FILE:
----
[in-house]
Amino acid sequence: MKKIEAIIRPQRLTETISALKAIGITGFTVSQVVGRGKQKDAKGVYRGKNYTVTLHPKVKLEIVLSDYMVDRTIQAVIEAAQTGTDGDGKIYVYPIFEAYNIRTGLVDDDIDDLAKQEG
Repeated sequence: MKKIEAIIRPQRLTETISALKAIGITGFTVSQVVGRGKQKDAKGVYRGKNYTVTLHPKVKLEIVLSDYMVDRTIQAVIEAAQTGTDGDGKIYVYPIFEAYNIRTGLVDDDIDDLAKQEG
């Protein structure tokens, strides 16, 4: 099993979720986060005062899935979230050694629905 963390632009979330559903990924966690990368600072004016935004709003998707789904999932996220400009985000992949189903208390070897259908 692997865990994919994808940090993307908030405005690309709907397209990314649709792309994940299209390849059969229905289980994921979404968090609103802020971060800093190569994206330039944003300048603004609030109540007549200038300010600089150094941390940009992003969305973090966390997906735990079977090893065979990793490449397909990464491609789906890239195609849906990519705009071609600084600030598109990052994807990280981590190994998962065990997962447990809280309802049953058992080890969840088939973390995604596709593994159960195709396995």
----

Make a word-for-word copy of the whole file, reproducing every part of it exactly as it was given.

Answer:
[in-house]
Amino acid sequence: MKKIEAIIRPQRLTETISALKAIGITGFTVSQVVGRGKQKDAKGVYRGKNYTVTLHPKVKLEIVLSDYMVDRTIQAVIEAAQTGTDGDGKIYVYPIFEAYNIRTGLVDDDIDDLAKQEG
Repeated sequence: MKKIEAIIRPQRLTETISALKAIGITGFTVSQVVGRGKQKDAKGVYRGKNYTVTLHPKVKLEIVLSDYMVDRTIQAVIEAAQTGTDGDGKIYVYPIFEAYNIRTGLVDDDIDDLAKQEG
């Protein structure tokens, strides 16, 4: 099993979720986060005062899935979230050694629905 963390632009979330559903990924966690990368600072004016935004709003998707789904999932996220400009985000992949189903208390070897259908 692997865990994919994808940090993307908030405005690309709907397209990314649709792309994940299209390849059969229905289980994921979404968090609103802020971060800093190569994206330039944003300048603004609030109540007549200038300010600089150094941390940009992003969305973090966390997906735990079977090893065979990793490449397909990464491609789906890239195609849906990519705009071609600084600030598109990052994807990280981590190994998962065990997962447990809280309802049953058992080890969840088939973390995604596709593994159960195709396995």